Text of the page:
Jeff Jardine

Six more weeks of summer this winter?

Groundhog Club handler Ron Ploucha holds Punxsutawney Phil, the weather prognosticating groundhog, during the 129th celebration of Groundhog Day on Gobbler’s Knob in Punxsutawney, Pa. on Monday. Phil’s handlers said the groundhog has forecast six more weeks of winter weather.
Groundhog Club handler Ron Ploucha holds Punxsutawney Phil, the weather prognosticating groundhog, during the 129th celebration of Groundhog Day on Gobbler’s Knob in Punxsutawney, Pa. on Monday. Phil’s handlers said the groundhog has forecast six more weeks of winter weather. The Associated Press

From the emails and voice mails:

WEATHER WOODCHUCK – Once again, folks in the eastern United States looked to Punxsutawney Phil, the Pennsylvania-based furball, for their long-term weather forecast. Amid the great fanfare and tradition that is Groundhog Day, Phil reportedly saw his shadow Monday, thus predicting six more weeks of winter. That’s rough for the East Coast, which has been pounded by storms all winter long.

But it’s arguably worse for us here in the West. Why? Since winter began officially Dec. 21, we’ve had 0.09 inch of precipitation, most of it from the fog. That, for the mathematically challenged (I had to ask somebody), is less than a 10th of an inch.

So for drought-plagued Northern California, six more weeks of this winter is not good. We need six more weeks similar to the last six weeks of the fall, when we got 9.56 inches. We might get some rain this weekend, the forecasters, well, forecast.

That stated, just the mention of Groundhog Day reminds me of the Bill Murray flick about the TV weatherman who lives the same day over and over again until he finally gets it right. That, combined with the Super Bowl being played Sunday, brought back memories of covering Super Bowl XXIX, which San Francisco won 49-26 in Miami in 1995.

Each morning that week, the clock radio told me to get up. The station broadcast in Spanish in the mornings, English in the afternoons. The only words I could decipher during the mornings were “Super Bowl.”

Tuesday morning of Super Bowl Week, I caught the MetroMover elevated transport from my hotel to Super Bowl headquarters downtown, climbed aboard the bus and rode to the Joe Robbie Stadium for Media Day. Then I returned to the hotel to write.

Wednesday, I caught the MetroMover elevated transport from my hotel to Super Bowl headquarters downtown and climbed aboard the bus driven by the same driver as on Tuesday. We rode first to the 49ers’ team hotel, then to the Chargers’ hotel for interviews. Then I returned to the hotel to write.

Thursday, I caught the MetroMover elevated transport from my hotel to Super Bowl headquarters downtown and climbed aboard the bus driven by the same driver as on Tuesday and Wednesday. We rode first to the 49ers’ team hotel, then to the Chargers’ hotel for interviews. Then I returned to the hotel to write.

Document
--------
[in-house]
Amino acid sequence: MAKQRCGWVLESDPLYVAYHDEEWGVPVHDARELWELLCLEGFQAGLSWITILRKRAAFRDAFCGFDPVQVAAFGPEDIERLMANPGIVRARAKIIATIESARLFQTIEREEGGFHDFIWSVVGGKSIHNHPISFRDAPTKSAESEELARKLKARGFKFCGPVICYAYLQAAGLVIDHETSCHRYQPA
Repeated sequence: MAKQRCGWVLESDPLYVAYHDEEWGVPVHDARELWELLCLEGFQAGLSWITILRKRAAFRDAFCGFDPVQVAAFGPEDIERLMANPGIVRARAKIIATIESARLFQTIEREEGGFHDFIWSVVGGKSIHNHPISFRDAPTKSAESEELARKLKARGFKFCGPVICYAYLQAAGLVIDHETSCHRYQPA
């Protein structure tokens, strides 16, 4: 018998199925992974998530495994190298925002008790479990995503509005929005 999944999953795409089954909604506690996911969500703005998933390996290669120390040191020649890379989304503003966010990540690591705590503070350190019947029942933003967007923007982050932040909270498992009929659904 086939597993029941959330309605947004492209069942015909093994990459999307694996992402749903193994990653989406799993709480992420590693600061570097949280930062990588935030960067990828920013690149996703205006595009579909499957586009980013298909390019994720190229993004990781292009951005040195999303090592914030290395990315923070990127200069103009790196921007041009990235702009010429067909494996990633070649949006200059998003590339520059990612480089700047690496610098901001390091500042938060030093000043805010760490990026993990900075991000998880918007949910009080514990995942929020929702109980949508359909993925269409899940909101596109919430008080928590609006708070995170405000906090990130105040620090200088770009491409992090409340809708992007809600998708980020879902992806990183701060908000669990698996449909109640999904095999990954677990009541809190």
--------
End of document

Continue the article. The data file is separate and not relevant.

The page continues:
That afternoon, I filed my column and notes. I turned on the TV. “Groundhog Day” was playing on HBO. I am not kidding.

I watched it – again. Why not? I could relate.

DRY CREEK CLEANUP – Dry Creek Trails, a volunteer organization, is holding a cleanup of Dry Creek Regional Park on Saturday from 8 a.m. to noon. Volunteers will meet at 7:30 a.m. at Kewin Park to sign in and be assigned to a crew leader. Organizers will provide supplies. Wear work boots and bring gloves. Participants then will return to Kewin Park for a barbecue at 12:30 p.m. in Kewin Park.

IN MEMORIAM – An obituary in the La Jolla Light, a community newspaper in the San Diego suburb, reported the Jan. 16 death of Andrew A. Benson, the man who discovered how plants absorb carbon dioxide from the air, enabling them to grow and hence, his obit read, “the foundation of the food chain.”

Benson was born in 1917 in Modesto, was Modesto High’s valedictorian in his senior year was inducted into the school’s hall of fame in 1943. He went on to graduate from UC Berkeley in 1939, getting his doctorate in organic chemistry and neurophysiology from the California Institute of Technology in 1942.

For the complete obituary, Google the La Jolla Light for Jan. 29, 2015, and click on obituaries.

SECOND SATURDAY – The McHenry Museum will host a series on writing, calling it Second Saturday. It will commence the second Saturday of each month from 2 to 3 p.m., with local authors and writers conducting sessions. The inaugural session will be Feb. 14 – Valentine’s Day – the topic being romance in 1912. Future sessions will feature Modesto baseball, the criminal Black Bart, Modesto’s cruising history and other topics of historical interest. Contact the McHenry Museum at (209) 577-5366 for more information.

AUTHOR! AUTHOR! – Modestan Dan Galt offers his second book, “The World’s Greatest Cockroach Massacre: Beating Swords Into Plowshares, through Modesto’s One More Chapter Publishing. It is the sequel to his first book, “Peach Fuzz,” which was based on the eight years Galt and wife, Trish, spent in the Peace Corps in Brazil.

The Galts will sign books Sunday from 2:30 to 5 p.m. at their home, 907 Chateau Drive. Call them at (209) 527-1844 for more information. The books are also available through Amazon.com.

Bee columnist Jeff Jardine can be reached at jjardine@modbee.com or (209) 578-2383. Follow him on Twitter @JeffJardine57.

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